Home News Council This Council’s Last Term – 12 Curious Questions
This Council’s Last Term – 12 Curious Questions

This Council’s Last Term – 12 Curious Questions


Our curiosity has increased with this term of Midland Council and the actions (and inactions) undertaken by Council and Senior Staff. During the previous term of Council, Midland was referred to as “Georgian Bay Township” due to the number of new staff hired who had strong ties to the CAO of the day during her term in Georgian Bay Township. Recently, Midland is now being called “Innisfil North” as a result of the number of new staff hires who have ties to Innisfil which so happens to be where the current CAO was employed as their CAO in years past.

Curiosity #1: Are these trends a coincidence or do they lead us to believe some sort of collusion and favouritism? According to our sources, the CAO recently hired a new/replacement Director of Human Resources without posting this vacant position and had the support of Council to do so. If this senior Department Head position was filled without a public posting for qualified applicants, why does the Town post other job vacancies for summer students, seasonal workers, etc.? Did Council members not understand or comprehend the significance of this deviation from past human resources practices or were they sleeping when the CAO presented this action for their approval?

Curiosity # 2: Another matter that has raised our curiosity is when Council and the CAO hired a lawyer to act as the Director of Corporate Services earlier this year. In communities the size of Midland, the hiring of a Municipal Solicitor is almost unheard of as lawyers tend to specialize in specific legal areas such as Human resources, Real Estate deals, Planning and Development issues, etc. Does Council and the CAO expect the newly hired lawyer to be knowledgeable in all of these areas, thus, resulting in the need to retain outside legal expertise in all Municipal matters? If that is so, great move as it should save the Town some money. If that is not their intention, why would Midland hire a lawyer who has had no experience working for a municipality?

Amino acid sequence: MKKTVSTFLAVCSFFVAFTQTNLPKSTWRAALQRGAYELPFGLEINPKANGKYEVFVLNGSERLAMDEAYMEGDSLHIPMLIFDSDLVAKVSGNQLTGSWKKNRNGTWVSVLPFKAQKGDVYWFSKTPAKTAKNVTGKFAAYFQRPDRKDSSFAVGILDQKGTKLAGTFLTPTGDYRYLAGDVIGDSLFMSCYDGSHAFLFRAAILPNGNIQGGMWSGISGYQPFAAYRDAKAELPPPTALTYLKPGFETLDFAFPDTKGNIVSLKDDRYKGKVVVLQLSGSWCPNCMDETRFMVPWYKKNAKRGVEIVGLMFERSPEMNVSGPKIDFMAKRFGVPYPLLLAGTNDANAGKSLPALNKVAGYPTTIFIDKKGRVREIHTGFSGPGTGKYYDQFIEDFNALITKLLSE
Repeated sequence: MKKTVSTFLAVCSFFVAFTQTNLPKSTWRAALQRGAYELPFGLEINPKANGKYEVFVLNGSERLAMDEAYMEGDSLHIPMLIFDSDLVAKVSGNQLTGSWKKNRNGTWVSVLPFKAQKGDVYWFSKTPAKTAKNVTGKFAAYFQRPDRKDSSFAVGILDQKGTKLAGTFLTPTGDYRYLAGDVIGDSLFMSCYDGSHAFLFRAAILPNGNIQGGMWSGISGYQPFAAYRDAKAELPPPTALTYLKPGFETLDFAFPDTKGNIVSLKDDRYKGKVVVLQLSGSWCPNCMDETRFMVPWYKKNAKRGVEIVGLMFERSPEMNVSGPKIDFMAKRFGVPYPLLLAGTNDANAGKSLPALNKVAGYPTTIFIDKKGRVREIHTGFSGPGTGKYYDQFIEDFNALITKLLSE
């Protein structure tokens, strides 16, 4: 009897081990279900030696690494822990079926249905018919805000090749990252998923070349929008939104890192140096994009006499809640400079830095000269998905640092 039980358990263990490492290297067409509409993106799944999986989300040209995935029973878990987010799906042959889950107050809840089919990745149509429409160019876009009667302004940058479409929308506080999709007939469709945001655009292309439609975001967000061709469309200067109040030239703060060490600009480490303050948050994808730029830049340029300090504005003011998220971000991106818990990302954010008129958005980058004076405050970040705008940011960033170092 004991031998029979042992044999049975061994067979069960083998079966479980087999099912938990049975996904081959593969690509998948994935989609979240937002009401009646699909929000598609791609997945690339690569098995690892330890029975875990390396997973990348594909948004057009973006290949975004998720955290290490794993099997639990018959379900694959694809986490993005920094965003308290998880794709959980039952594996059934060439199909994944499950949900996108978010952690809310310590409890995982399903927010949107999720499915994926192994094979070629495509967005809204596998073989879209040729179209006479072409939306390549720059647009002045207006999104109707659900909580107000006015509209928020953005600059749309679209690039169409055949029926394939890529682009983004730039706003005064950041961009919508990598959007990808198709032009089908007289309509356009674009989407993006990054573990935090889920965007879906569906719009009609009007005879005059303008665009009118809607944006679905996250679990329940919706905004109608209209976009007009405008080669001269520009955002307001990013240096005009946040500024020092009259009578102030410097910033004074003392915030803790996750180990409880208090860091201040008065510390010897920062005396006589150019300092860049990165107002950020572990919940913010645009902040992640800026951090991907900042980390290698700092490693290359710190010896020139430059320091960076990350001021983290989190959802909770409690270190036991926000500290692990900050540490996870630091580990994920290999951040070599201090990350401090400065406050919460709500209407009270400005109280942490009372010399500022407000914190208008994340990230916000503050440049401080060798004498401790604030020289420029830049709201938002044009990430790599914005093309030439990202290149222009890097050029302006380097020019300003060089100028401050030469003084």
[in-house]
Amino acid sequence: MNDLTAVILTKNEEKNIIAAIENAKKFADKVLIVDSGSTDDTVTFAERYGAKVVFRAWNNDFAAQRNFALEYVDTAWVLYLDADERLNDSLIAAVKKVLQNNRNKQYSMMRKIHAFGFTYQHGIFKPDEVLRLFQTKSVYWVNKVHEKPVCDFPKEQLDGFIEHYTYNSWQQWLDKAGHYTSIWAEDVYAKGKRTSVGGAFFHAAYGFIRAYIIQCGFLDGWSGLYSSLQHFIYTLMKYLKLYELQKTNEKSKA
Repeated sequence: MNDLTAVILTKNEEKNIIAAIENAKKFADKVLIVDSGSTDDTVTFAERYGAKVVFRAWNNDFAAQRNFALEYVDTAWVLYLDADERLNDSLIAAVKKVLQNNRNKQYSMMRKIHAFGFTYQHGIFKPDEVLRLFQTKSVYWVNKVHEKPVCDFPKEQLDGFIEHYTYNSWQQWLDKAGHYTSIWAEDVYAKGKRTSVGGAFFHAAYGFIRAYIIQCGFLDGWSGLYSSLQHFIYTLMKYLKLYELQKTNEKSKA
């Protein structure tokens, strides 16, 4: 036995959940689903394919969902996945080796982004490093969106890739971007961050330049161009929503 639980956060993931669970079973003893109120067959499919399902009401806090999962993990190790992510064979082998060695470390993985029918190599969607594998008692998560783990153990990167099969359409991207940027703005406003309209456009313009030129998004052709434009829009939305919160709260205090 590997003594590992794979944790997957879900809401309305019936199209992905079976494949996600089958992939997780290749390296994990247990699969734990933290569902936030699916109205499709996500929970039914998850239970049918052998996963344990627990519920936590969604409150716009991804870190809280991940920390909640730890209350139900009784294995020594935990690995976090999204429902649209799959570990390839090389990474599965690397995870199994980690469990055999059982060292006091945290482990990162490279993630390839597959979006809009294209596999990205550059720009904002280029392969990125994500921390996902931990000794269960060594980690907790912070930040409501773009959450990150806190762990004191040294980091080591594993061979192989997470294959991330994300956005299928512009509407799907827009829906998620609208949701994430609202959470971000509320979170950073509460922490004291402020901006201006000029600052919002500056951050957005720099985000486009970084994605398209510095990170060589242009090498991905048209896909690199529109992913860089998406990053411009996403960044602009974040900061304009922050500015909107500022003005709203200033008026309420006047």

Curiosity # 3: Earlier in the term of this Council, they proudly announced a hiring freeze on new staff. The recent decision to hire an Executive Assistant is an example of Council not following their own policy. Council and the CAO also hired a Deputy Treasurer when the previous incumbent was terminated and the position left vacant for some time.  Are there any other examples of new hires that have not followed Council policy?

Curiosity # 4: A few months ago, a report to Council stressed the need to increase the wage grids for Midland staff based on the rationale that staff were leaving the Town to seek employment elsewhere due to the Town’s low wages. There have been too many municipal staff to begin to come up with an accurate number who have left the Town over the past five years (due to outright terminations, forced retirement, new employment opportunities elsewhere, etc.) Has anyone bothered to ask those staff who have sought employment elsewhere why they chose to leave Midland?

Our sources indicate the most common reasons are the lack of leadership from Council and Senior staff and the less than ideal working environment as staff look over their shoulder to see if they are next on the hit list. Certainly fair wage compensation is important but the majority of staff appreciate solid leadership and a supportive working environment much more. The working environment in the Town of Midland has been slowly poisoned over the terms of the previous CAO and the current CAO but Council seems oblivious to this problem. You can’t fix the problem if no one acknowledges that it exists so we ask, who will face the facts and do something positive?

Curiosity # 5: Some years ago, the “Midland Community” group was openly critical of how few Municipal Department Heads lived in (and paid taxes) in the Town of Midland. At that time , there was three or four Department Heads who lived in the Town. At the present time, it would appear there may only be one who lives in the Town yet “Midland Community” has never raised this issue again.